The research found that while the incidents reported through digital crowdsourced platforms peaked in the run-up to and on the day of elections themselves, media-based reporting was more constant over time, particularly in its coverage of post-election insecurity (see Figure 1). This suggests that social media and custom digital reporting platforms are not used as extensively in the wake of elections, and that periods of high public attention may influence the way in which these platforms are used to report insecurity. This post-crisis period can often be accompanied by sporadic, but nevertheless significant, levels of violence that policymakers and responders often need to document and react to, if they want to ensure full and timely support is given to affected populations.

Figure 1: Reported Violent Events and Fatalities by Source Type, Kenya, 12 February - 13 April 2013

Reported Violent Events and Fatalities by Source Type, Kenya, 12 February - 13 April 2013

These findings suggest a complex picture of the timeliness of different reporting pathways: while social media and digital platform reports are certainly quicker at conveying information at the peak of crises, they may not provide as accurate a picture of insecurity over the entire period of instability. As a result, policymakers and responders may need to adjust their strategies to complement crowdsourcing systems with alternative reporting processes in the wake of insecurity.

The geography of violence risk

The geography of violence is also an important consideration in response. Different sources of reporting can generate divergent pictures of where violence occurs, where it is concentrated, and where it spreads during a crisis. In the same comparison of 2013 data, researchers found that media reports of violence were more evenly spread throughout Kenya, with incidents of violence documented in 34 of Kenya’s 47 counties. By contrast, digitally crowdsourced reports were collected from 28 counties, and almost half (40.1 per cent) of these were concentrated in the capital, Nairobi (see Figure 2). A systematic analysis of the characteristics of areas in which violence was reported by both sources found that crowdsourced reporting is typically concentrated in areas with higher infrastructural development (proxied by the concentration of nightlights), GDP per capita, access to mineral resources, and population density.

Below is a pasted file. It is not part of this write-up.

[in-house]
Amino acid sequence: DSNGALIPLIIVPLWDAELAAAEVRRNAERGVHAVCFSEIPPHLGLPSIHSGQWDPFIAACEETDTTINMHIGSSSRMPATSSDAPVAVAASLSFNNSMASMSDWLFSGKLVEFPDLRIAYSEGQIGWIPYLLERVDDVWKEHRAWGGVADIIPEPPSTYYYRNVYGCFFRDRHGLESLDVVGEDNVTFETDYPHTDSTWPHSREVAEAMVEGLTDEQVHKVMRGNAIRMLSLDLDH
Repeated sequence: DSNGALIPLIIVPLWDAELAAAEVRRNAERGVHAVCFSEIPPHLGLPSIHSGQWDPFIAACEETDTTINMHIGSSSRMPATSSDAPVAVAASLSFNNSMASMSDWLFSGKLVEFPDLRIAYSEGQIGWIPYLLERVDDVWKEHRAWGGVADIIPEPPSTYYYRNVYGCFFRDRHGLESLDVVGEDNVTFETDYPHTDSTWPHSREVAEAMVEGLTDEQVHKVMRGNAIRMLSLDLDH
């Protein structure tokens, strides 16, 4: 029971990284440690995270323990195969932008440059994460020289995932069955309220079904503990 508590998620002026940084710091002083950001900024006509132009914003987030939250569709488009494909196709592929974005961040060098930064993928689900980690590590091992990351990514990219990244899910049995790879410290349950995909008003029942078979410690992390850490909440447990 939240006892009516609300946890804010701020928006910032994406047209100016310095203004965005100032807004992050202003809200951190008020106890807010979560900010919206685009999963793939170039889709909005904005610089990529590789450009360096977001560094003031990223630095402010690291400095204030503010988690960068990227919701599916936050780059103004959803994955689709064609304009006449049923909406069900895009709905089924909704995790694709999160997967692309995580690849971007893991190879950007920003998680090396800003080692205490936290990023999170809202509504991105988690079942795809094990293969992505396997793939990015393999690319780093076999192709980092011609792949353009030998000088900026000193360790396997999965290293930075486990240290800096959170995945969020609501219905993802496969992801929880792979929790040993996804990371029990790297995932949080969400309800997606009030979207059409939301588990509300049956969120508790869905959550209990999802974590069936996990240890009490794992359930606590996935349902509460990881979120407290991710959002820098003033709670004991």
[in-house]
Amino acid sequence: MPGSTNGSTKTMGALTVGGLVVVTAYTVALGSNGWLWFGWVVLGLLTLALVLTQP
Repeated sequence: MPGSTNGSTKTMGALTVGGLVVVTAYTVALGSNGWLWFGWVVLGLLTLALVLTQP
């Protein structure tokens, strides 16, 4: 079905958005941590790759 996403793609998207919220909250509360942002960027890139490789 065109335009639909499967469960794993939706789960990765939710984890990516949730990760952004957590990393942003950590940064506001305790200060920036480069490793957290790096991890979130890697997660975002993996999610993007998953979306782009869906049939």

Figure 2: Location and Number of Reported Violent Events by Source Type, Kenya, 12 February - 13 April 2013.

Location and Number of Reported Violent Events by Source Type, Kenya, 12 February - 13 April 2013

Together, this suggests that crowdsourced systems are most effective when they are capturing reports of violence in wealthier, urban areas with better access to internet and communication infrastructure, but may miss reports of violence in more remote areas where access to information communication technology is more limited. Monitoring, understanding and responding to crises in both contexts is of fundamental importance for early warning and crisis response systems, in order to ensure that vulnerable populations in already marginalised areas are not further neglected.

Going forward

The findings suggest that there are significant differences in the timing and geography of violence as captured by crowdsourced digital systems, compared to ‘old’ media. In the next phase of the research, the project will seek to expand its analysis of violence reporting in the upcoming Kenyan elections of August 2017, in order to test whether the same structural factors also affect present-day reporting patterns. Print media itself is also characterised by biases that may shape the way violence is reported and acted upon. A further aspect of the project will seek to integrate reports from partner networks of crisis responders on the ground to compare their accounts of insecurity with those captured by social media and print media, to further inform how policymakers, practitioners and researchers can best track, respond to, and reduce violence in crises.

Image: 'A dispute arises outside a polling station in the Kibera slums, Nairobi'. Credit: Panos / Sven Torfinn